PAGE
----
October 23, 2014 | Filed under: game design | gsb20020
I had a few negative reactions (not many) to some of my early screenshots and videos of Gratuitous Space Battles 2 Screenshots like this:
Basically people didn’t like the ship designs and colors. The colors were too gaudy, and they hated any hint of a checkerboard pattern because it makes them think of placeholder textures. This amused me, because actually the designs are based upon the artist chriss foss, who I liked as a kid. He did some really distinctive spaceship designs. Some people may dislike them, but in a world of identikit spaceships, his stood out.
So much for blocky color patterns, but the other criticisms (that the designs were not good) is more relevant, and serious. It is, of course, entirely a matter of personal opinion. For contrast, here is a few ships from GSB1:
Some of you may prefer that. So this blog post is here to make you feel better :D.
Firstly, do you know who designed the spaceships in all the GSB2 screenshots and videos? It was ME. ME!!!!! And I don’t have much of an artistic eye, or patience, or time. The basic components are done by the talented GSB1 artist, but then my totally clueless hands have been let lose on them, using an unfinished space ship designer, so this is what comes out. In other words, people with more of a sense of style, more patience, more time, and finished editor…should turn out MUCH nicer stuff. I’m also toying with the idea of actually paying someone to design the initial enemy ships for this very reason, although I’d love to try it myself…
The thing is, I am vastly more of a fan (as a player) of stuff that lets me put my mark on it. Sim City is great, but it’s even better when you have the building design tool. One of the appeals of minecraft is surely building things. People spend a crazy amount of effort just designing their clam logos for Battlefield 4. Give the player a ‘customize’ option, and you will lose them for an hour or ten. Even spore, a game that people rapidly dismissed as bad (despite earlier promise) had a huge number of high quality creature designs. And the ultimate example of people designing awesome spaceships so far is probably galactic civilizations 2, where people have clearly spent hours and hours designing the ultimate space battleship.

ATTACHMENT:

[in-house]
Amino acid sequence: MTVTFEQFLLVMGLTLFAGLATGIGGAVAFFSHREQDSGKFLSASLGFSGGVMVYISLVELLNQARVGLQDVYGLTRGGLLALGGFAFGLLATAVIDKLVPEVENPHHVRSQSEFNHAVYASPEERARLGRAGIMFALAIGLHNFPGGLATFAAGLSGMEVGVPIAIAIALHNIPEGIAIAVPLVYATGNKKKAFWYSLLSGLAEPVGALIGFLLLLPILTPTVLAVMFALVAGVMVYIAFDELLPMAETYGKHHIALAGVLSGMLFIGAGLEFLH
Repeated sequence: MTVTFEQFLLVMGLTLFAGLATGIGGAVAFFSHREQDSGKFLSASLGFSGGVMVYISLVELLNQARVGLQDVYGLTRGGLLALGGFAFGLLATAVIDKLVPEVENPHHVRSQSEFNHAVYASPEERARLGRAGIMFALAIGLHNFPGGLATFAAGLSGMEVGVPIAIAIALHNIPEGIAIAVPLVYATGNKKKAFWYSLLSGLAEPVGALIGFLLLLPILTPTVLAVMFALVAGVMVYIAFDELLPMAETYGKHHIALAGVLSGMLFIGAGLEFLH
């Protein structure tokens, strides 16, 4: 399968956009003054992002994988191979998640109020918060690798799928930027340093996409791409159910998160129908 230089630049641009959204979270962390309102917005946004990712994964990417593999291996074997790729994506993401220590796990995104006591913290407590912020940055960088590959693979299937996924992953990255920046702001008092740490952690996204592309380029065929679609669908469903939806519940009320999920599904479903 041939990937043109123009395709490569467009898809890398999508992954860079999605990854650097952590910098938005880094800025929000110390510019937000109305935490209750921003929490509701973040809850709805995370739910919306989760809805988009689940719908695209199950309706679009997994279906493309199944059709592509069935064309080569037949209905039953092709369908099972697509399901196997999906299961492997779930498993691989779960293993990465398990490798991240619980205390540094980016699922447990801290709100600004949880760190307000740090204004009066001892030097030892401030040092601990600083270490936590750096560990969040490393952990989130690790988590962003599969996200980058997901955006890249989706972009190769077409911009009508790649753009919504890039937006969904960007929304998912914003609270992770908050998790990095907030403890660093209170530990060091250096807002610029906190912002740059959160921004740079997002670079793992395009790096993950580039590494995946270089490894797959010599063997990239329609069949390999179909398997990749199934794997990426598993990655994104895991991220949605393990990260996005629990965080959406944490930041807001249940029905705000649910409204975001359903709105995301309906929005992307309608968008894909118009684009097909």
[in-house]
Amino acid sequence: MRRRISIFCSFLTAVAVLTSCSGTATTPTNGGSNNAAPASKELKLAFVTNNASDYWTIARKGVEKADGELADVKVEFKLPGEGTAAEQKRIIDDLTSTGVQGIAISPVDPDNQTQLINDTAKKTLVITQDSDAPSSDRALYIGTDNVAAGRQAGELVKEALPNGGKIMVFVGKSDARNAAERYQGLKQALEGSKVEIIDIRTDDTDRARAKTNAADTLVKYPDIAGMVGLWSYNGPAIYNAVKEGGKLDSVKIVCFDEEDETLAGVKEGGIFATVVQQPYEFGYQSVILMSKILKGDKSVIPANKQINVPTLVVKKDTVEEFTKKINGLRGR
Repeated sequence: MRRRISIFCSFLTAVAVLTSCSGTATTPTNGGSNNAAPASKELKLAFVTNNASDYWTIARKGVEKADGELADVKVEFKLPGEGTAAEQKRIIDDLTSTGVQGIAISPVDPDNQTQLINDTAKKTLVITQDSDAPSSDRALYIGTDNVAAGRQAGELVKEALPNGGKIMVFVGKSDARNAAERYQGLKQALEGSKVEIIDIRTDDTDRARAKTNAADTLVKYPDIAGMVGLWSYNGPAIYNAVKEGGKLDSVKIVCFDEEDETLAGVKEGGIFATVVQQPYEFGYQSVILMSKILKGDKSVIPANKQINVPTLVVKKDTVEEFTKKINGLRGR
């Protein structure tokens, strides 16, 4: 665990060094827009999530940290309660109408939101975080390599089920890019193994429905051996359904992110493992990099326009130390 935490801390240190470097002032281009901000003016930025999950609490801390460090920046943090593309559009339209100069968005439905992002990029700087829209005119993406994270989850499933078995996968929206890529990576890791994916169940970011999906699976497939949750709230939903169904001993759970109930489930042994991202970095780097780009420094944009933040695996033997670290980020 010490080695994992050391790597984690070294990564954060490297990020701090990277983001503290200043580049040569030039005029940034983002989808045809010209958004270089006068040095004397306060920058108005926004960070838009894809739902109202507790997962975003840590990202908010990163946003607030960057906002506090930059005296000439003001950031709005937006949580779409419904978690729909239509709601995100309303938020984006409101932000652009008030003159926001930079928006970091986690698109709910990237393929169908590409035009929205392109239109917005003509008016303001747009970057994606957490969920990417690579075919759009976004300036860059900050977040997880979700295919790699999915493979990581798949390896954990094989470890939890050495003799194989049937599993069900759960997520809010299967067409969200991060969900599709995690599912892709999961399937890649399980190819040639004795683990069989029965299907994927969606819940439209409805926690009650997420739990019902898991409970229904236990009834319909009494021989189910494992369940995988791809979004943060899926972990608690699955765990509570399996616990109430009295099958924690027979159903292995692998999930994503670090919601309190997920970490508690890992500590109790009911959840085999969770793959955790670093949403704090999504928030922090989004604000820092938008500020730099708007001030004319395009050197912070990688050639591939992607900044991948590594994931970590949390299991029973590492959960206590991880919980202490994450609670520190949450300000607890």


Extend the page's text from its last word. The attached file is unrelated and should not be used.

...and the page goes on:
Yup, we may not all be experts, but I’ll take a ship I’ve customised over a ‘stock’ ship any day. People like to stand out, they like to create, they like to ‘play’. And this is where I like to think my games often cross the line from what people call ‘games’ into toys. I have never been a fan of scripting in games, or linear experiences. We have books and movies for that. Games give us freedom, freedom to experiment, to define our own rules, to invent, or at least they could…
Back when I first started gaming, a lot of games gave you a sandbox experience. It was frankly easier and cheaper than level design, and limits of file sizes mean you simply couldn’t fit 200 hours of RPG backstory onto a floppy disk. This resulted in incredible free-form strategy epics like Lords Of Midnight. I really miss those times, and that encouragement for free-form experimentation. Kids these days do not really ‘play’ games. They ‘compete’ at them, to ‘win’, or to ‘beat’ them. This feels weird to me. I’m always playing to have fun, not to go along with what a designer has decided I will do that day. In the ideal Star Trek MMO, I’d just tend a ferengi bar, but the designer no doubt wants me to go ‘questing’…
Democracy is probably the most free-form of my games so far, but they all have a hint of it in them. Kudos didn’t really have a proper ‘end’ as such. there was no boss to beat or princess to rescue. It was a toolkit, a toy, and bunch of things to play with, woven together as a functional simulation that let you play out ‘what if’ scenarios.
That’s what GSB2 is. It’s a big pretty spaceship battle toolkit for you to have fun with. If anyone complains that they’ve ‘beaten’ it, or Democracy 3, then they haven’t understood the purpose of the product. A game is not a challenge from the designer to the player, but an environment created so the player can experiment and enjoy themselves. That’s why there are customizable spaceships in GSB2. It’s not about the designer, or the artist, but about the player, and I believe in giving the player as much control as possible.